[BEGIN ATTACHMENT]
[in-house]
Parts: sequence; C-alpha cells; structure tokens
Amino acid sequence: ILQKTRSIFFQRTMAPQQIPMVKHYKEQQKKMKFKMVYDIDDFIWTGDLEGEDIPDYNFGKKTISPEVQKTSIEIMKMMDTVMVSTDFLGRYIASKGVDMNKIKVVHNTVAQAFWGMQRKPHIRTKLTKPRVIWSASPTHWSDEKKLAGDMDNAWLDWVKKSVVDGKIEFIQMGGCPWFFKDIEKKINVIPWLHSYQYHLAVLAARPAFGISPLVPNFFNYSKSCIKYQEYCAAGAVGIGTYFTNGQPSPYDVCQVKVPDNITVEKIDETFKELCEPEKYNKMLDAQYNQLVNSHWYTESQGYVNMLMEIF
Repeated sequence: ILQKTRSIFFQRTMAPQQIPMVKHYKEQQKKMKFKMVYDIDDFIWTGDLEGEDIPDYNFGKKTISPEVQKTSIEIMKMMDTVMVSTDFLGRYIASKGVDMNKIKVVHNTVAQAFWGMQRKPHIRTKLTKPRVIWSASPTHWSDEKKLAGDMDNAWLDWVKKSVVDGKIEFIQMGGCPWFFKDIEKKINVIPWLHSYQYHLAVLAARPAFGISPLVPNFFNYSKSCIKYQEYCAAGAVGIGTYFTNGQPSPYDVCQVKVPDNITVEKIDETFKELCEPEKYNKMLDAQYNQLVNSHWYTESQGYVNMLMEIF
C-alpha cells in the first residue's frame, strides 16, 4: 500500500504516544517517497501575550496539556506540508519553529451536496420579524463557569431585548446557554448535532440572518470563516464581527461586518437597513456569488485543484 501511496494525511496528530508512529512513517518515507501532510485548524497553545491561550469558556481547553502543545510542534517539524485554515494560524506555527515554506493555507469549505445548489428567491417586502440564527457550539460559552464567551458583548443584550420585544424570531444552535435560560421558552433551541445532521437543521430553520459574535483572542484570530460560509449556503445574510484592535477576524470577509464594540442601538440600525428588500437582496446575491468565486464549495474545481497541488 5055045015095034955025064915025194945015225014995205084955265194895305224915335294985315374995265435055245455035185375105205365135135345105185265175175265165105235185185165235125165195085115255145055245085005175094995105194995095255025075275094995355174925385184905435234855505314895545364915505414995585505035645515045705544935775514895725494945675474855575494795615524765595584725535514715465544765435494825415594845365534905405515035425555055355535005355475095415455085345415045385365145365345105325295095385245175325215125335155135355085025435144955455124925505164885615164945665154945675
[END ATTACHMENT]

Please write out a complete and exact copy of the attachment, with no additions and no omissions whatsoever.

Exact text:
[in-house]
Parts: sequence; C-alpha cells; structure tokens
Amino acid sequence: ILQKTRSIFFQRTMAPQQIPMVKHYKEQQKKMKFKMVYDIDDFIWTGDLEGEDIPDYNFGKKTISPEVQKTSIEIMKMMDTVMVSTDFLGRYIASKGVDMNKIKVVHNTVAQAFWGMQRKPHIRTKLTKPRVIWSASPTHWSDEKKLAGDMDNAWLDWVKKSVVDGKIEFIQMGGCPWFFKDIEKKINVIPWLHSYQYHLAVLAARPAFGISPLVPNFFNYSKSCIKYQEYCAAGAVGIGTYFTNGQPSPYDVCQVKVPDNITVEKIDETFKELCEPEKYNKMLDAQYNQLVNSHWYTESQGYVNMLMEIF
Repeated sequence: ILQKTRSIFFQRTMAPQQIPMVKHYKEQQKKMKFKMVYDIDDFIWTGDLEGEDIPDYNFGKKTISPEVQKTSIEIMKMMDTVMVSTDFLGRYIASKGVDMNKIKVVHNTVAQAFWGMQRKPHIRTKLTKPRVIWSASPTHWSDEKKLAGDMDNAWLDWVKKSVVDGKIEFIQMGGCPWFFKDIEKKINVIPWLHSYQYHLAVLAARPAFGISPLVPNFFNYSKSCIKYQEYCAAGAVGIGTYFTNGQPSPYDVCQVKVPDNITVEKIDETFKELCEPEKYNKMLDAQYNQLVNSHWYTESQGYVNMLMEIF
C-alpha cells in the first residue's frame, strides 16, 4: 500500500504516544517517497501575550496539556506540508519553529451536496420579524463557569431585548446557554448535532440572518470563516464581527461586518437597513456569488485543484 501511496494525511496528530508512529512513517518515507501532510485548524497553545491561550469558556481547553502543545510542534517539524485554515494560524506555527515554506493555507469549505445548489428567491417586502440564527457550539460559552464567551458583548443584550420585544424570531444552535435560560421558552433551541445532521437543521430553520459574535483572542484570530460560509449556503445574510484592535477576524470577509464594540442601538440600525428588500437582496446575491468565486464549495474545481497541488 5055045015095034955025064915025194945015225014995205084955265194895305224915335294985315374995265435055245455035185375105205365135135345105185265175175265165105235185185165235125165195085115255145055245085005175094995105194995095255025075275094995355174925385184905435234855505314895545364915505414995585505035645515045705544935775514895725494945675474855575494795615524765595584725535514715465544765435494825415594845365534905405515035425555055355535005355475095415455085345415045385365145365345105325295095385245175325215125335155135355085025435144955455124925505164885615164945665154945675